- About substance use disorder treatment licenses
The BHA Laws and Rules page has more information about upcoming licensing rules.
The substance use disorder treatment license identifies the level of intensity of the services provided, including residential, outpatient or withdrawal management (detox), and any specialized populations an agency serves. Specialized populations include individuals referred for treatment following a Driving Under the Influence (DUI) conviction, individuals required through their involvement in the criminal justice system to complete treatment as a part of a court sentence, or mothers receiving treatment tailored to meet their needs. Intensity of service ranges from once per week outpatient treatment all the way to residential services.
Licensed substance use treatment programs may include:
Outpatient counseling, residential treatment, withdrawal management ("detox") programs, intensive outpatient (IOP)services, residential programs for pregnant women, and opioid treatment programs that provide methadone, buprenorphine and naltrexone.
Licensed substance use treatment programs do NOT include:
Private substance use treatment programs that do not accept public funding including outpatient and residential programs, sober living homes, recovery services, non-clinical groups such as AA, sports or physical therapy programs for individuals in recovery.
- About mental health designations
The Behavioral Health Administration (BHA) oversees the mental health programs that provide mental health services to children, adolescents and/or adults. Community mental health centers and community mental health clinics require a facility license from the Colorado Department of Public Health and designation (program approval) from the BHA. The BHA designation is based on state rules and regulations from the Code of Colorado Regulations and is required to receive BHA funding to provide mental health treatment.
Designated mental health programs may include: Community mental health centers, community mental health clinics, and residential child care facilities. Designated mental health programs do NOT include: Hospital emergency rooms, private psychologists or psychiatrist offices (outpatient), primary care offices that provide mental health services, wellness or mindfulness programs, prisons, or jails.
- About 27-65 designations for involuntary/mental health holds
A facility that places individuals on involuntary holds or into involuntary treatment for mental health must be designated by the Behavioral Health Administration to provide services as specified under 27-65 C.R.S., Care and Treatment of Persons with Mental Health Disorders. This process may also be called a "72-hour hold", an "M-1 hold" a "mental health hold." These agencies must verify that they are in compliance with the conditions set forth in statute, and that they have proper clinical and infrastructure support to protect the rights of individuals whose mental health disorders render them a danger to themselves or others.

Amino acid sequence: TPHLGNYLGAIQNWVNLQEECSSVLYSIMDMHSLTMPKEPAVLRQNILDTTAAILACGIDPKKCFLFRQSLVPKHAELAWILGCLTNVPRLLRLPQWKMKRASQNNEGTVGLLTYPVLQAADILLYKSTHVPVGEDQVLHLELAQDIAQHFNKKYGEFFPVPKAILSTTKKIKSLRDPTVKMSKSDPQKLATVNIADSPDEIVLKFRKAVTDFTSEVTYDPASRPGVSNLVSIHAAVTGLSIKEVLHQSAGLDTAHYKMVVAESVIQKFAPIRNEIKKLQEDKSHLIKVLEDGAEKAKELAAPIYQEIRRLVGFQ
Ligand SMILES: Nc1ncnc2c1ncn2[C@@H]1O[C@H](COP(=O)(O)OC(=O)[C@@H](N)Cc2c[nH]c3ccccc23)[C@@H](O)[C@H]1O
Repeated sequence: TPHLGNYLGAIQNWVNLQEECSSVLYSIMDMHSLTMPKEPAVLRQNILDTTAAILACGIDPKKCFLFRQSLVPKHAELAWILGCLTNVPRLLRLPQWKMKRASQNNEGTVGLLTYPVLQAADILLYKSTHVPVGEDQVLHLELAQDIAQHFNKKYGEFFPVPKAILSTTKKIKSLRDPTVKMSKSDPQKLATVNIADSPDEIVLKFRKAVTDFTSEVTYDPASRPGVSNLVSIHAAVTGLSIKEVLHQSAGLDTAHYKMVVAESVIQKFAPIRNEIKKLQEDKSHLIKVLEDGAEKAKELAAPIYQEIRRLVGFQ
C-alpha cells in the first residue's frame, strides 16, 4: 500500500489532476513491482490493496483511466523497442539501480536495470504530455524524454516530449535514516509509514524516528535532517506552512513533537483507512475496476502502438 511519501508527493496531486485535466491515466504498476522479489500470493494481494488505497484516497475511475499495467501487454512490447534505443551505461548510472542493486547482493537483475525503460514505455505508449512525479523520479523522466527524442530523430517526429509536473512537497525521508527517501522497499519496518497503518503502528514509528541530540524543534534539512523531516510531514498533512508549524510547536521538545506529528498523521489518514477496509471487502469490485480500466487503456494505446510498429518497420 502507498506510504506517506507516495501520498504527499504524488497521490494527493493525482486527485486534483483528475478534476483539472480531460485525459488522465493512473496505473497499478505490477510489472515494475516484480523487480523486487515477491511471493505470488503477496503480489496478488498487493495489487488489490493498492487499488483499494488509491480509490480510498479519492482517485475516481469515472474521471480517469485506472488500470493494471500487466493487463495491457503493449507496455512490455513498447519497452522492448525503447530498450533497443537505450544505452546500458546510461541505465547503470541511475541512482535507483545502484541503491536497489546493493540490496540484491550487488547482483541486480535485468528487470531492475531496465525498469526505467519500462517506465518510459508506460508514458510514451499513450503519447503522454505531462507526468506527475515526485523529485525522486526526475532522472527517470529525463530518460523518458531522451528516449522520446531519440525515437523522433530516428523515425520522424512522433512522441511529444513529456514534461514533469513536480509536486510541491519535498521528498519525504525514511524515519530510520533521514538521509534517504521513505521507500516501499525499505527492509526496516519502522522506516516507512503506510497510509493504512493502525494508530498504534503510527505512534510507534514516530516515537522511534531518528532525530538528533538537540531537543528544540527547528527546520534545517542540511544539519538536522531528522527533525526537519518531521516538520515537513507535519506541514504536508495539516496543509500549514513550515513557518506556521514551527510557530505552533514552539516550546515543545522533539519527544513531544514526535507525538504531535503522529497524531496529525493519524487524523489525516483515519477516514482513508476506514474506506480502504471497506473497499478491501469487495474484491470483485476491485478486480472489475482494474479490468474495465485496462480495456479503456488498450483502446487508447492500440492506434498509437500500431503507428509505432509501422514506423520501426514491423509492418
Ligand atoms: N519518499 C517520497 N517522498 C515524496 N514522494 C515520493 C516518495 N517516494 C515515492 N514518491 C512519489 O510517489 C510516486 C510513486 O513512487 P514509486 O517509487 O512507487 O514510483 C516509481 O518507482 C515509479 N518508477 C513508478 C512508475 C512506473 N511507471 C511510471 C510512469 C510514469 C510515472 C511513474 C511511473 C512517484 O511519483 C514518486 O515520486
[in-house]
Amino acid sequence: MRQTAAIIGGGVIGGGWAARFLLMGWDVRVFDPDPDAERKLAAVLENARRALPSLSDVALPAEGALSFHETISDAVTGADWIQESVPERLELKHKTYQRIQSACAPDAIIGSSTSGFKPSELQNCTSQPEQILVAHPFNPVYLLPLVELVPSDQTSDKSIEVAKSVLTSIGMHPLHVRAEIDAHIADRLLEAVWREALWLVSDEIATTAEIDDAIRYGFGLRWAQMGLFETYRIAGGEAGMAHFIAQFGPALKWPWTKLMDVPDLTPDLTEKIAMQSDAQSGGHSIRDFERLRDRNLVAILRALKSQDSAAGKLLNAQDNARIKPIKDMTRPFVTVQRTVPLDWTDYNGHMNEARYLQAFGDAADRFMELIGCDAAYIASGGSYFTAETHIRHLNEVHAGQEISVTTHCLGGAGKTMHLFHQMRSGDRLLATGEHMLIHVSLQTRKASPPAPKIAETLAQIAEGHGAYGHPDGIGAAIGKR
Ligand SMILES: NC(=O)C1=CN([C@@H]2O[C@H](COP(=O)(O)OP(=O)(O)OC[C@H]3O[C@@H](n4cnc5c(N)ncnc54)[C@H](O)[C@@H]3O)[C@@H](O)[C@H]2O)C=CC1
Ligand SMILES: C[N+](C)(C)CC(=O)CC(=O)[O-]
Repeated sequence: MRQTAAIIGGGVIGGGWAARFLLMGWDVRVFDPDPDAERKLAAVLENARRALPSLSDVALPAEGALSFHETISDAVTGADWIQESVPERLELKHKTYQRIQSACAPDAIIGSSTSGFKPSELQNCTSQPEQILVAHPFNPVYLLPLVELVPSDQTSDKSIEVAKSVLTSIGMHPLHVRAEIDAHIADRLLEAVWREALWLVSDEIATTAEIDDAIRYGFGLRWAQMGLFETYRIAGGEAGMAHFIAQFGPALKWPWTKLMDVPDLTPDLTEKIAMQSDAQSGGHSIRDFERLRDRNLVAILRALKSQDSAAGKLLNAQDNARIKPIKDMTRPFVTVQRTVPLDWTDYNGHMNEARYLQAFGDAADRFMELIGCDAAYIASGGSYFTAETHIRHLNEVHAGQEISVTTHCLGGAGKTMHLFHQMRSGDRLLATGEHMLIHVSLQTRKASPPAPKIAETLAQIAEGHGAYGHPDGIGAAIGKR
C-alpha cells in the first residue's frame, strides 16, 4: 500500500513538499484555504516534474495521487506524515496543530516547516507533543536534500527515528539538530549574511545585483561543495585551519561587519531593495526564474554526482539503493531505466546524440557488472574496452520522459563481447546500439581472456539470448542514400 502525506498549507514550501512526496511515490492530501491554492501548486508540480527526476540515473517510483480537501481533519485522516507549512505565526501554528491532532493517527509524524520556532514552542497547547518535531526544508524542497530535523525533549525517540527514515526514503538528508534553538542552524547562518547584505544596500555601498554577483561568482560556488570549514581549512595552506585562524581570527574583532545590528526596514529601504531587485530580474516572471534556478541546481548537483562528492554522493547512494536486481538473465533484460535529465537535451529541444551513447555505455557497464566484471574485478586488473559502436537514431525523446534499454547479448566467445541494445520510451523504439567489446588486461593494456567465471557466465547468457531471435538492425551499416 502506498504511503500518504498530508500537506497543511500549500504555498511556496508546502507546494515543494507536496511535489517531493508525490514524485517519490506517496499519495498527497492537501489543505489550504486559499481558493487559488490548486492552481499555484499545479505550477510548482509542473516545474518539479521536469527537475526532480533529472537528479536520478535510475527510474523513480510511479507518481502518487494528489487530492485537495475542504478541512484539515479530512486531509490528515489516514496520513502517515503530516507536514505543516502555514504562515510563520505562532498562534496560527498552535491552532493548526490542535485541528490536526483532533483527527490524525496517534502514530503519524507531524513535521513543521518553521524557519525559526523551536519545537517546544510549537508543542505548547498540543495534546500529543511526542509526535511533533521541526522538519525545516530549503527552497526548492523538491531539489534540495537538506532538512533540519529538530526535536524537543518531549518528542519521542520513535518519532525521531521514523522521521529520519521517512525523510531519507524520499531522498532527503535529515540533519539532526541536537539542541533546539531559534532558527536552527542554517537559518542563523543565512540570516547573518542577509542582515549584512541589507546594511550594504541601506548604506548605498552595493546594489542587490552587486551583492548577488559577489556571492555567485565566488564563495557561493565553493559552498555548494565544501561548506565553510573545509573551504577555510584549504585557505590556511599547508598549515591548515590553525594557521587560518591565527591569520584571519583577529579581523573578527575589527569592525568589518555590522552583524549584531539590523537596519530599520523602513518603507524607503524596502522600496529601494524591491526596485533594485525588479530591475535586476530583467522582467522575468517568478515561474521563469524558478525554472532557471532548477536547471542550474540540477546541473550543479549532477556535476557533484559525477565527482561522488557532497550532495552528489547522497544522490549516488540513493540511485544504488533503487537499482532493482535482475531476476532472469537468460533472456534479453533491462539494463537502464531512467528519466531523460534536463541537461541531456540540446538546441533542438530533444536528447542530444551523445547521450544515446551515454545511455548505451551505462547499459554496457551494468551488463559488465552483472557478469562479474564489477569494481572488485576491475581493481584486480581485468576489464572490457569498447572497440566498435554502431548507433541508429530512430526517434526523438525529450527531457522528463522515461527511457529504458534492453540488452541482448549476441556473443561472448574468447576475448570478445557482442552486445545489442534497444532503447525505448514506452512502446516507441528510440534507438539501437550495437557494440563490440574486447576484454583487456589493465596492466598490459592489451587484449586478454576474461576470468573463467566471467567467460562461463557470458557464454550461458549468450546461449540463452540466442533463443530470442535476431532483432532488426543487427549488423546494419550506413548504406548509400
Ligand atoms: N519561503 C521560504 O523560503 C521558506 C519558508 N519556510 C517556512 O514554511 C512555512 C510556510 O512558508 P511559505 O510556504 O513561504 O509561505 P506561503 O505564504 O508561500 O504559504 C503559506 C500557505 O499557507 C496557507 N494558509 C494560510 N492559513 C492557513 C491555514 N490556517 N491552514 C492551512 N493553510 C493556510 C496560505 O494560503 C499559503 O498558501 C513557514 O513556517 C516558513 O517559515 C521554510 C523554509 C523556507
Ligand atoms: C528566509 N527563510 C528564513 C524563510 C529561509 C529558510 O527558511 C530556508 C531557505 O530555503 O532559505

Programs designated under 27-65 may include: Psychiatric units within hospitals, psychiatric hospitals, crisis stabilization units, acute treatment units and psychiatric residential treatment facilities. Programs designated under 27-65 do NOT include: Community mental health clinics, outpatient substance use disorder programs, hospital emergency rooms, private psychologists or psychiatrist offices (outpatient), primary care offices that provide mental health services, wellness or mindfulness programs, prisons, or jails.
- About Recovery Support Services Organizations licenses
Per HB 21-1021, the BHA licenses Recovery Support Services Organizations (RSSOs) in order for them to seek Medicaid reimbursement. RSSOs are independent entities led and governed by local communities of recovery that can provide a variety of nonclinical recovery support services for individuals with a mental health and/or substance use disorder. These support services are rendered by peer support professionals.
- Frequently asked questions
Frequently asked questions about licensing and designation through the Behavioral Health Administration
What is the difference between licensing and designation?
The BHA licenses agencies to provide substance use disorder (SUD) treatment. A license from the BHA is needed to provide treatment to people who have received Driving Under the Influence (DUI) charges, to people involved with the criminal justice system, or to receive public funding to provide SUD treatment. The BHA also licenses all programs that use controlled substances to treat substance use disorder, including medically-managed withdrawal management (detox) and opioid treatment programs, regardless of public or private funding.
The BHA designates mental health programs to provide mental health services. Community mental health centers and community mental health clinics require a health facility license from the Colorado Department of Public Health and Environment and a designation from the BHA in order to operate with public funds.